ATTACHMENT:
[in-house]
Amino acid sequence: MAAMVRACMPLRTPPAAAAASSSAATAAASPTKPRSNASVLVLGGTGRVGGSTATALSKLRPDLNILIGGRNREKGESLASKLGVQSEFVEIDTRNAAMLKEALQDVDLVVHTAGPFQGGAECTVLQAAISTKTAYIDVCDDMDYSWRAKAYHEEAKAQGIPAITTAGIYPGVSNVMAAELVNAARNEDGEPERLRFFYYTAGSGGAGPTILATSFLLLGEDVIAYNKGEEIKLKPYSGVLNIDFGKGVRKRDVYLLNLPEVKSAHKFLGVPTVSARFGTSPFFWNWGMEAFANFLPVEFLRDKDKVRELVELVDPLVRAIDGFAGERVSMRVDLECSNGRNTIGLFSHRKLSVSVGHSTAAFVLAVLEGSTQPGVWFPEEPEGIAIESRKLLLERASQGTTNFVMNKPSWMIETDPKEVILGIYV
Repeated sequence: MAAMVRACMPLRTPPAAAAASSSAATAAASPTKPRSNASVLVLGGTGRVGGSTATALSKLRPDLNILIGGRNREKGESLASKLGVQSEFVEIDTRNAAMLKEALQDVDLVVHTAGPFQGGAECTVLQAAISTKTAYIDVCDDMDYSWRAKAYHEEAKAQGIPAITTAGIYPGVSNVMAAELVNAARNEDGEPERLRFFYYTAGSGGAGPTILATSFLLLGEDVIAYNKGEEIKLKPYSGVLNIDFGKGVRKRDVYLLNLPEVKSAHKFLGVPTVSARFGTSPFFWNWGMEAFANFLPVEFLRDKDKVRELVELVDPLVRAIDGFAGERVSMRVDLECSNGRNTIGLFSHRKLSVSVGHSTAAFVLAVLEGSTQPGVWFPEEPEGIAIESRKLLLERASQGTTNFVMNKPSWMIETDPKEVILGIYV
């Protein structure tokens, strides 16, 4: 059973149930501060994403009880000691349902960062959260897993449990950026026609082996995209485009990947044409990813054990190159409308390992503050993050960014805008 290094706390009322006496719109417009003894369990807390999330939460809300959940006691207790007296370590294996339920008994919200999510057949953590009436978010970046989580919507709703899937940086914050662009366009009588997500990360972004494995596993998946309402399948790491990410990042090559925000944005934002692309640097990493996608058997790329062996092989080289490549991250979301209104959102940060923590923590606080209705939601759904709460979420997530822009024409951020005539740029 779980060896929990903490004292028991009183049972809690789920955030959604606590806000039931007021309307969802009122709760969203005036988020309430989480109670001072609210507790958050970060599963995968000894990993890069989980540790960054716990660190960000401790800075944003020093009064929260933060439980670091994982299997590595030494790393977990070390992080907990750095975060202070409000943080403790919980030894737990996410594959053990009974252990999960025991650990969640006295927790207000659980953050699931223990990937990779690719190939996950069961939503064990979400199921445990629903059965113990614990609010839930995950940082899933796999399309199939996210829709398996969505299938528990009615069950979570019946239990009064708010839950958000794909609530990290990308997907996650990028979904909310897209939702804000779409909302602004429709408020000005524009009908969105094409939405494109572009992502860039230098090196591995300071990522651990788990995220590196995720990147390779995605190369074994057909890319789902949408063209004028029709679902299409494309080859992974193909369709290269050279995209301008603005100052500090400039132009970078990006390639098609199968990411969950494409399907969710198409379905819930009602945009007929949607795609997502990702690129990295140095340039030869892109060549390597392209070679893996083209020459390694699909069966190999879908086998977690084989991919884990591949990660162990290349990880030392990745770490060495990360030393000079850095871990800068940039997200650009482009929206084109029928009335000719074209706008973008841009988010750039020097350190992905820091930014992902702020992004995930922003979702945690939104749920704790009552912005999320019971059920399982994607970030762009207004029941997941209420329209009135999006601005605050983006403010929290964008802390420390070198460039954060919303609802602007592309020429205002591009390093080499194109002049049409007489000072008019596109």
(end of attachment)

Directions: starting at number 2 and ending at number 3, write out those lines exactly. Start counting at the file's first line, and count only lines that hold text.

Amino acid sequence: MAAMVRACMPLRTPPAAAAASSSAATAAASPTKPRSNASVLVLGGTGRVGGSTATALSKLRPDLNILIGGRNREKGESLASKLGVQSEFVEIDTRNAAMLKEALQDVDLVVHTAGPFQGGAECTVLQAAISTKTAYIDVCDDMDYSWRAKAYHEEAKAQGIPAITTAGIYPGVSNVMAAELVNAARNEDGEPERLRFFYYTAGSGGAGPTILATSFLLLGEDVIAYNKGEEIKLKPYSGVLNIDFGKGVRKRDVYLLNLPEVKSAHKFLGVPTVSARFGTSPFFWNWGMEAFANFLPVEFLRDKDKVRELVELVDPLVRAIDGFAGERVSMRVDLECSNGRNTIGLFSHRKLSVSVGHSTAAFVLAVLEGSTQPGVWFPEEPEGIAIESRKLLLERASQGTTNFVMNKPSWMIETDPKEVILGIYV
Repeated sequence: MAAMVRACMPLRTPPAAAAASSSAATAAASPTKPRSNASVLVLGGTGRVGGSTATALSKLRPDLNILIGGRNREKGESLASKLGVQSEFVEIDTRNAAMLKEALQDVDLVVHTAGPFQGGAECTVLQAAISTKTAYIDVCDDMDYSWRAKAYHEEAKAQGIPAITTAGIYPGVSNVMAAELVNAARNEDGEPERLRFFYYTAGSGGAGPTILATSFLLLGEDVIAYNKGEEIKLKPYSGVLNIDFGKGVRKRDVYLLNLPEVKSAHKFLGVPTVSARFGTSPFFWNWGMEAFANFLPVEFLRDKDKVRELVELVDPLVRAIDGFAGERVSMRVDLECSNGRNTIGLFSHRKLSVSVGHSTAAFVLAVLEGSTQPGVWFPEEPEGIAIESRKLLLERASQGTTNFVMNKPSWMIETDPKEVILGIYV